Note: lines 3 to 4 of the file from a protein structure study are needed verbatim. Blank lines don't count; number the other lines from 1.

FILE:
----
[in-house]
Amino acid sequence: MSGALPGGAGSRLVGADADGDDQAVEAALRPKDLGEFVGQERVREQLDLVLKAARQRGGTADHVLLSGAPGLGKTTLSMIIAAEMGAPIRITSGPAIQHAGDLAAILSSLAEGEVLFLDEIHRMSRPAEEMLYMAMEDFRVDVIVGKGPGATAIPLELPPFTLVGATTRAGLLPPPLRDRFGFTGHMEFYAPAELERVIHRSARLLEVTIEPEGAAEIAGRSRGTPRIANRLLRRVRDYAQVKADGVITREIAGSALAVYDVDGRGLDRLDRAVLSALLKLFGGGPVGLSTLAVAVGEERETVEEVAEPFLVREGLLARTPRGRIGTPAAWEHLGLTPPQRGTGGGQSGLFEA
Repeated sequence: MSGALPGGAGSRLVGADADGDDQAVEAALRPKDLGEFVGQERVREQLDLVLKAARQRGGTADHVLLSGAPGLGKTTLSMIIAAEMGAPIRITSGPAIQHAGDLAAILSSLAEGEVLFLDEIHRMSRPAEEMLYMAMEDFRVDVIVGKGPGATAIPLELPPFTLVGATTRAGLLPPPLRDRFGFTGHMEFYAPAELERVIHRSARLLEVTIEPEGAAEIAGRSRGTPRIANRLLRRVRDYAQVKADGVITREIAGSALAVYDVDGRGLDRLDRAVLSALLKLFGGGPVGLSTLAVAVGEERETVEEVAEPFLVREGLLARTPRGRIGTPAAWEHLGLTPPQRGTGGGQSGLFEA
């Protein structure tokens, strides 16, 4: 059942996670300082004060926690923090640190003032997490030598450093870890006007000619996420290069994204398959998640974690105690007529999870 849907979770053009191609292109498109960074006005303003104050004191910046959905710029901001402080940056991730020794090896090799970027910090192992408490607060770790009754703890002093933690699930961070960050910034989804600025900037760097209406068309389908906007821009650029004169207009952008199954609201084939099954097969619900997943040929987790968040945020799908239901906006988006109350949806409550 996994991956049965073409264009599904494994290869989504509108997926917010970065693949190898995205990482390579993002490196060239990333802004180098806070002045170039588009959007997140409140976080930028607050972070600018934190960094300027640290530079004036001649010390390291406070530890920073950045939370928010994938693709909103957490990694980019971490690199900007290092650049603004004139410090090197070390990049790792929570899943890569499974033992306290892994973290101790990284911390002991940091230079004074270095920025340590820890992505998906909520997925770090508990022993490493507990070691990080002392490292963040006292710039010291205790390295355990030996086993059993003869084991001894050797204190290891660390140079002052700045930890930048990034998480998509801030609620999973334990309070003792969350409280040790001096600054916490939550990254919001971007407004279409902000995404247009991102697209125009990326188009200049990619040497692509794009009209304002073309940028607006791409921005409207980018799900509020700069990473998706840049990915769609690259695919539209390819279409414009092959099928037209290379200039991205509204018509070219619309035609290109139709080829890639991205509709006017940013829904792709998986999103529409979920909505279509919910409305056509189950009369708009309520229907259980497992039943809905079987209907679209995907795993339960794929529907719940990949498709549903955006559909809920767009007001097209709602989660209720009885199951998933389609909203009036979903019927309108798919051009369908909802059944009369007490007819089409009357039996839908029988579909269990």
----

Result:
Repeated sequence: MSGALPGGAGSRLVGADADGDDQAVEAALRPKDLGEFVGQERVREQLDLVLKAARQRGGTADHVLLSGAPGLGKTTLSMIIAAEMGAPIRITSGPAIQHAGDLAAILSSLAEGEVLFLDEIHRMSRPAEEMLYMAMEDFRVDVIVGKGPGATAIPLELPPFTLVGATTRAGLLPPPLRDRFGFTGHMEFYAPAELERVIHRSARLLEVTIEPEGAAEIAGRSRGTPRIANRLLRRVRDYAQVKADGVITREIAGSALAVYDVDGRGLDRLDRAVLSALLKLFGGGPVGLSTLAVAVGEERETVEEVAEPFLVREGLLARTPRGRIGTPAAWEHLGLTPPQRGTGGGQSGLFEA
């Protein structure tokens, strides 16, 4: 059942996670300082004060926690923090640190003032997490030598450093870890006007000619996420290069994204398959998640974690105690007529999870 849907979770053009191609292109498109960074006005303003104050004191910046959905710029901001402080940056991730020794090896090799970027910090192992408490607060770790009754703890002093933690699930961070960050910034989804600025900037760097209406068309389908906007821009650029004169207009952008199954609201084939099954097969619900997943040929987790968040945020799908239901906006988006109350949806409550 996994991956049965073409264009599904494994290869989504509108997926917010970065693949190898995205990482390579993002490196060239990333802004180098806070002045170039588009959007997140409140976080930028607050972070600018934190960094300027640290530079004036001649010390390291406070530890920073950045939370928010994938693709909103957490990694980019971490690199900007290092650049603004004139410090090197070390990049790792929570899943890569499974033992306290892994973290101790990284911390002991940091230079004074270095920025340590820890992505998906909520997925770090508990022993490493507990070691990080002392490292963040006292710039010291205790390295355990030996086993059993003869084991001894050797204190290891660390140079002052700045930890930048990034998480998509801030609620999973334990309070003792969350409280040790001096600054916490939550990254919001971007407004279409902000995404247009991102697209125009990326188009200049990619040497692509794009009209304002073309940028607006791409921005409207980018799900509020700069990473998706840049990915769609690259695919539209390819279409414009092959099928037209290379200039991205509204018509070219619309035609290109139709080829890639991205509709006017940013829904792709998986999103529409979920909505279509919910409305056509189950009369708009309520229907259980497992039943809905079987209907679209995907795993339960794929529907719940990949498709549903955006559909809920767009007001097209709602989660209720009885199951998933389609909203009036979903019927309108798919051009369908909802059944009369007490007819089409009357039996839908029988579909269990």